Day 2: The day started off with Mark Collins showing us a video about drug safety. It was an eye opener as I didn’t know how many patients die because of medication errors during their stay in the hospital. Even the best pharmacist, physician or a nurse can make a error given the right circumstances. I was moved by the grief experienced by families of the patient and feeling of guilt a health care professional has to overcome. We learnt that on average only about 10% of the errors are reported. Therefore, we need to get better at reporting errors as this would help us in improving the system and preventing these errors from occurring. We should not blame the person, but should strive towards fixing the system.
The overall message of the session was to become an active participant, know our ROPs () and take action. Dr. Collins shared an example of fentanyl overdose at a hospital in BC where the pharmacist followed the guidelines listed in the product monograph due to unfamiliarity with the dosing guidelines used by the hospital (where the recommended dose was much lower). This resulted in respiratory depression in the patient and action was taken to notify the manufacturer and change their recommended dose. I also learnt that constraints and restricting the concentration and amount of medication on the ward is the most effective strategy to prevent medication errors versus educating the staff.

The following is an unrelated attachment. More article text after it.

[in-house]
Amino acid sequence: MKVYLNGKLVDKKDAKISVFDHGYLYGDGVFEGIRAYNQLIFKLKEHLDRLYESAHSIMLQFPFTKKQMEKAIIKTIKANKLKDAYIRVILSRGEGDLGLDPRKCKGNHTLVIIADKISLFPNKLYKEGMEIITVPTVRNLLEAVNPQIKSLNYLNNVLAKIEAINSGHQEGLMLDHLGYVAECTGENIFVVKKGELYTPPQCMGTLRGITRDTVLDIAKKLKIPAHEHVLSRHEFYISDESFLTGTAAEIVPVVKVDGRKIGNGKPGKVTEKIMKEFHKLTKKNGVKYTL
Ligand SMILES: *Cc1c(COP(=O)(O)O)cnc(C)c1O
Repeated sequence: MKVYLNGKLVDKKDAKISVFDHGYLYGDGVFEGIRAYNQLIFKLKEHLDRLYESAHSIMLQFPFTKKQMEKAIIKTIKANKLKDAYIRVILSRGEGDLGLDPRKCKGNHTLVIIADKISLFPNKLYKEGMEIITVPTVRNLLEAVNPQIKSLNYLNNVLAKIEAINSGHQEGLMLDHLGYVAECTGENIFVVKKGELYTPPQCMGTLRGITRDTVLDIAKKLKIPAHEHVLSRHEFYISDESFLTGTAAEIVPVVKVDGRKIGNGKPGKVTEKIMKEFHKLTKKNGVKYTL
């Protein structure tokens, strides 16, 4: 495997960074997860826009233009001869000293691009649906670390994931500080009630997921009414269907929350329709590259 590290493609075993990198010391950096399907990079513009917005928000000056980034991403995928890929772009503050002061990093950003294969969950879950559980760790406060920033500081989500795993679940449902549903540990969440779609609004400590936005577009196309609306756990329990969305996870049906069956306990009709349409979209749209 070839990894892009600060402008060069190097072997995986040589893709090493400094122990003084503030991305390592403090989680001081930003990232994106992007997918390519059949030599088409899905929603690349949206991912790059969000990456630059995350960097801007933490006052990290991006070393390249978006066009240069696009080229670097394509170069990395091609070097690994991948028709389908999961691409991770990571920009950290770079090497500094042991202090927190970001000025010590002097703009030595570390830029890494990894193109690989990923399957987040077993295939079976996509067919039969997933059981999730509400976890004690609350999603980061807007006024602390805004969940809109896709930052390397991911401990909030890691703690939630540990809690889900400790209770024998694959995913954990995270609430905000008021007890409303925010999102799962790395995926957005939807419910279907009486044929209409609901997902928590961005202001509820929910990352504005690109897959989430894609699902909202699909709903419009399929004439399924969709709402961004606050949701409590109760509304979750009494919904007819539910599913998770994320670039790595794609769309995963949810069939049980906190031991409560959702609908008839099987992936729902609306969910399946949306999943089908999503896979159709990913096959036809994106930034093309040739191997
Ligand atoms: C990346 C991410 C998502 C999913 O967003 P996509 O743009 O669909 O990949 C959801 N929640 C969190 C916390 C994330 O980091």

Dr. Collins ended the session with a great message, “You don’t know what you don’t know, you have to experience it. Learn from others, check in with others, let them guide you.
High alert drugs: Check it 3 times. Don’t give in to peer pressure, take your time. Take individual responsibility.
Dr. Virani’s part: We learnt how fraser health is organized as an organization. We also gained some insight into how much money goes into running the pharmacy department.
MORE TO ADD